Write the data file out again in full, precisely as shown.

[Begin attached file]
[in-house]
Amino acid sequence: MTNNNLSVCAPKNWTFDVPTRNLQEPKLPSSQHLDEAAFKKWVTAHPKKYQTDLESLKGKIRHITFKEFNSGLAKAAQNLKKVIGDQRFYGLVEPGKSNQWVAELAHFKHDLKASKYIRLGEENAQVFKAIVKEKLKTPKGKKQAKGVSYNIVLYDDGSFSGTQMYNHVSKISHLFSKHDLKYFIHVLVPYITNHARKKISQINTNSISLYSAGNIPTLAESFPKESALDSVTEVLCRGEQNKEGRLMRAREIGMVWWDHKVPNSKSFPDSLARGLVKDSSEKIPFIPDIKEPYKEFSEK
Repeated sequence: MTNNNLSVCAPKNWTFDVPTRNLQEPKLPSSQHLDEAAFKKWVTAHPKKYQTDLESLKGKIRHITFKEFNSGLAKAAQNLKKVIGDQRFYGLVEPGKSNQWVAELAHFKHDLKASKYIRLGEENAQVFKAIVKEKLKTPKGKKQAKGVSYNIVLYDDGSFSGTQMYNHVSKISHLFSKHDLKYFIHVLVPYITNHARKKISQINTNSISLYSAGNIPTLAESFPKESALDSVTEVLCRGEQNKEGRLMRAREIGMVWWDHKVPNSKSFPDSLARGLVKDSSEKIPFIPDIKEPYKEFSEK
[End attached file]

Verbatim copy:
[in-house]
Amino acid sequence: MTNNNLSVCAPKNWTFDVPTRNLQEPKLPSSQHLDEAAFKKWVTAHPKKYQTDLESLKGKIRHITFKEFNSGLAKAAQNLKKVIGDQRFYGLVEPGKSNQWVAELAHFKHDLKASKYIRLGEENAQVFKAIVKEKLKTPKGKKQAKGVSYNIVLYDDGSFSGTQMYNHVSKISHLFSKHDLKYFIHVLVPYITNHARKKISQINTNSISLYSAGNIPTLAESFPKESALDSVTEVLCRGEQNKEGRLMRAREIGMVWWDHKVPNSKSFPDSLARGLVKDSSEKIPFIPDIKEPYKEFSEK
Repeated sequence: MTNNNLSVCAPKNWTFDVPTRNLQEPKLPSSQHLDEAAFKKWVTAHPKKYQTDLESLKGKIRHITFKEFNSGLAKAAQNLKKVIGDQRFYGLVEPGKSNQWVAELAHFKHDLKASKYIRLGEENAQVFKAIVKEKLKTPKGKKQAKGVSYNIVLYDDGSFSGTQMYNHVSKISHLFSKHDLKYFIHVLVPYITNHARKKISQINTNSISLYSAGNIPTLAESFPKESALDSVTEVLCRGEQNKEGRLMRAREIGMVWWDHKVPNSKSFPDSLARGLVKDSSEKIPFIPDIKEPYKEFSEK